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Fraternity House at Cornell

Students are now in the midst of the formal fraternity recruitment process, where prospective members decide which house they want to join, and the brothers decide how to perpetuate their unique house personality.

The 31 Cornell fraternities represent a full spectrum of institutional personalities. There are the “smooth houses” that project social sophistication, “jock houses” that celebrate their members’ athleticism and “social houses” that emphasize social connections and relationships.  Each house draws its vibe from the overall Cornell Greek system, its history and the values and policies of its national organization.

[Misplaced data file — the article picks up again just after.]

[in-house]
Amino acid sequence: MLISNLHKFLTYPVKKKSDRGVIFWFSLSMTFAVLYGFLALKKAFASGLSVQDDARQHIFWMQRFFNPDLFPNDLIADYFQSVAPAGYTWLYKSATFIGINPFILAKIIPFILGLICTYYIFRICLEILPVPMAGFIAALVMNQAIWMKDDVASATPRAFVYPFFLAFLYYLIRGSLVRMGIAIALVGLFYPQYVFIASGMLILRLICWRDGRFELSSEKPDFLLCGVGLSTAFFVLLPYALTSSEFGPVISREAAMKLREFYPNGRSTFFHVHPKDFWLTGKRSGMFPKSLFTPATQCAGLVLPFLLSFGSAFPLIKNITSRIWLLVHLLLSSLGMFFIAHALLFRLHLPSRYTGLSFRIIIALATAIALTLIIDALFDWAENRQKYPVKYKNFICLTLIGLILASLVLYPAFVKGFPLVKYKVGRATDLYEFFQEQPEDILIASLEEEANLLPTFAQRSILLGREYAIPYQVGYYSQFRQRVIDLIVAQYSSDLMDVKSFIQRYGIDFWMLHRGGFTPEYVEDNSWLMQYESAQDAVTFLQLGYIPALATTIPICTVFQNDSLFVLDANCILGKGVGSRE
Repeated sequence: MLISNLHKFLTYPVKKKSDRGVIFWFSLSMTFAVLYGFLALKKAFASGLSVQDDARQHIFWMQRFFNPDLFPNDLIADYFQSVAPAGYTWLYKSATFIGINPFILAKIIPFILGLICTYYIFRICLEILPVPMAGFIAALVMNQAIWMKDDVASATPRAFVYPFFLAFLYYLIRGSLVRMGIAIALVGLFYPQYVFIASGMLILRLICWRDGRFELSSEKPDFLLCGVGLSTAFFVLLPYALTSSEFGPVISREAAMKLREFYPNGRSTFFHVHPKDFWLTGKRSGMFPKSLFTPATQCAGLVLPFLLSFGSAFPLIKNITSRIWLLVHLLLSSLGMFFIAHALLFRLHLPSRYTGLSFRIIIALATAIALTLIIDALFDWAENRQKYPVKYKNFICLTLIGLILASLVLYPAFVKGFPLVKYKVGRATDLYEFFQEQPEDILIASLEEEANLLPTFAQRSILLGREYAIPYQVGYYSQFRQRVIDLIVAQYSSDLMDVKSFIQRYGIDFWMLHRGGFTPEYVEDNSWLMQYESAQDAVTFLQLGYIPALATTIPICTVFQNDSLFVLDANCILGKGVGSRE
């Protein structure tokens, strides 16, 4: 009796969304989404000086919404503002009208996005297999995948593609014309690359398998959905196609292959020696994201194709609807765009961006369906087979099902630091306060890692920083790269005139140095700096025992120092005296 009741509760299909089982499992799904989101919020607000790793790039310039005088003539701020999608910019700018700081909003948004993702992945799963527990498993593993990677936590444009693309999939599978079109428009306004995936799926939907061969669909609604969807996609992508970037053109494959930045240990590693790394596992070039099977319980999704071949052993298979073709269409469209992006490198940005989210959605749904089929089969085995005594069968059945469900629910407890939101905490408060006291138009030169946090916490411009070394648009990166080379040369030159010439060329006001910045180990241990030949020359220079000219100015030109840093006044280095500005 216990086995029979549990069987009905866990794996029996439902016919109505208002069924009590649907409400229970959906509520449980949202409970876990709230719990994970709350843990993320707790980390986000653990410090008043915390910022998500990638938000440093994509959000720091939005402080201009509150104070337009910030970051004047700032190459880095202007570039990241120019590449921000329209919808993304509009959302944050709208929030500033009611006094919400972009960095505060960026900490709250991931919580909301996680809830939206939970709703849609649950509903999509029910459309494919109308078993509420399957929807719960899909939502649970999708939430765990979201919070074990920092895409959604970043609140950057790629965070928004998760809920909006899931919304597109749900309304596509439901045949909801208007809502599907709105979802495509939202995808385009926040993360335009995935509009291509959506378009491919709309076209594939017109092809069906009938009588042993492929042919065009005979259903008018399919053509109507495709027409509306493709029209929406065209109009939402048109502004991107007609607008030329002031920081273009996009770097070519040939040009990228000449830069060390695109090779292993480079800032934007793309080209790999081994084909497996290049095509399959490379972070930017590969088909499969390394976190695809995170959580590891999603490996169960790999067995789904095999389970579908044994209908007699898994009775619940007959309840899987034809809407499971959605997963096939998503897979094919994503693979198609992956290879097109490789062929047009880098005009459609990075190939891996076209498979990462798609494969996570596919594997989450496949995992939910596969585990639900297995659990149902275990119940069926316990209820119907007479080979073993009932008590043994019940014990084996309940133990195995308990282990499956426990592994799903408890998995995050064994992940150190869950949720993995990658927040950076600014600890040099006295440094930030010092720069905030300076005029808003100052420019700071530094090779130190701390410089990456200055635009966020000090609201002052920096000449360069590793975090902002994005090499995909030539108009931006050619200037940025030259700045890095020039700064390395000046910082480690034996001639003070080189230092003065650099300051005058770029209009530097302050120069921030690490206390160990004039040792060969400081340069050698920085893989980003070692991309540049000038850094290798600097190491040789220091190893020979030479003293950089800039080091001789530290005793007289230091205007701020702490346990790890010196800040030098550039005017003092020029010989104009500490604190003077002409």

Like grocery stores, some houses stand alone while others are a part of national chains.  National fraternities (also colloquially known as “nationals”) offer training in their unique history, traditions and values.  They often provide insurance, a national scholarship program, officer training and oversight. “Local” fraternities do not have these resources and instead rely upon alumni as well as Cornell for support.

Fraternities also reflect the characteristics of the overall student body.  Some people claim that Cornell fraternities have more in common with those at CalTech or MIT than those at universities in the Big Ten or the SouthEastern Conference.  Cornell fraternities have long been known for pranks and also for their emphasis on studying and academic achievement. Cornell fraternities, unlike campuses located in large cities, must work to provide their own social environments.

Four Greek letters were mysteriously added to the camera calibration target on the Mars Curiosity rover.
The Jet Propulsion Lab of CalTech developed the Mars Curiosity rover, and four Greek letters were mysteriously added to its camera calibration target. (Photo credit: Wikimedia Commons).

Local Fraternities